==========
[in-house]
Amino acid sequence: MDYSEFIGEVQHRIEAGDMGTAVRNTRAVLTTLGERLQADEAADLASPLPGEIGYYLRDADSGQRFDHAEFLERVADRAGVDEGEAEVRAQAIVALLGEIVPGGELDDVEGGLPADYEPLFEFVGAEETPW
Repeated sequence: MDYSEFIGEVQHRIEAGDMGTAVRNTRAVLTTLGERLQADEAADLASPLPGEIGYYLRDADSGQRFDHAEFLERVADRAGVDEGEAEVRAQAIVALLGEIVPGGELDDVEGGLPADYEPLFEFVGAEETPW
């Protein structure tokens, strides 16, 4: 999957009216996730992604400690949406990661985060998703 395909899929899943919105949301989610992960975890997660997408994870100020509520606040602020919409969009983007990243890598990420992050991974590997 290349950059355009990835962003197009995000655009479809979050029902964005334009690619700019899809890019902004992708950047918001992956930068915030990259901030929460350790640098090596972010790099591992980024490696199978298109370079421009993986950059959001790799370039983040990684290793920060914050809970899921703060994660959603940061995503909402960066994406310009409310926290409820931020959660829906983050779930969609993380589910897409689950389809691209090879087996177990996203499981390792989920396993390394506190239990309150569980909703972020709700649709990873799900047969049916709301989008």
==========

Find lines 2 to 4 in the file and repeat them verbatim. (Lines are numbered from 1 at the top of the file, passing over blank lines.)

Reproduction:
Amino acid sequence: MDYSEFIGEVQHRIEAGDMGTAVRNTRAVLTTLGERLQADEAADLASPLPGEIGYYLRDADSGQRFDHAEFLERVADRAGVDEGEAEVRAQAIVALLGEIVPGGELDDVEGGLPADYEPLFEFVGAEETPW
Repeated sequence: MDYSEFIGEVQHRIEAGDMGTAVRNTRAVLTTLGERLQADEAADLASPLPGEIGYYLRDADSGQRFDHAEFLERVADRAGVDEGEAEVRAQAIVALLGEIVPGGELDDVEGGLPADYEPLFEFVGAEETPW
């Protein structure tokens, strides 16, 4: 999957009216996730992604400690949406990661985060998703 395909899929899943919105949301989610992960975890997660997408994870100020509520606040602020919409969009983007990243890598990420992050991974590997 290349950059355009990835962003197009995000655009479809979050029902964005334009690619700019899809890019902004992708950047918001992956930068915030990259901030929460350790640098090596972010790099591992980024490696199978298109370079421009993986950059959001790799370039983040990684290793920060914050809970899921703060994660959603940061995503909402960066994406310009409310926290409820931020959660829906983050779930969609993380589910897409689950389809691209090879087996177990996203499981390792989920396993390394506190239990309150569980909703972020709700649709990873799900047969049916709301989008």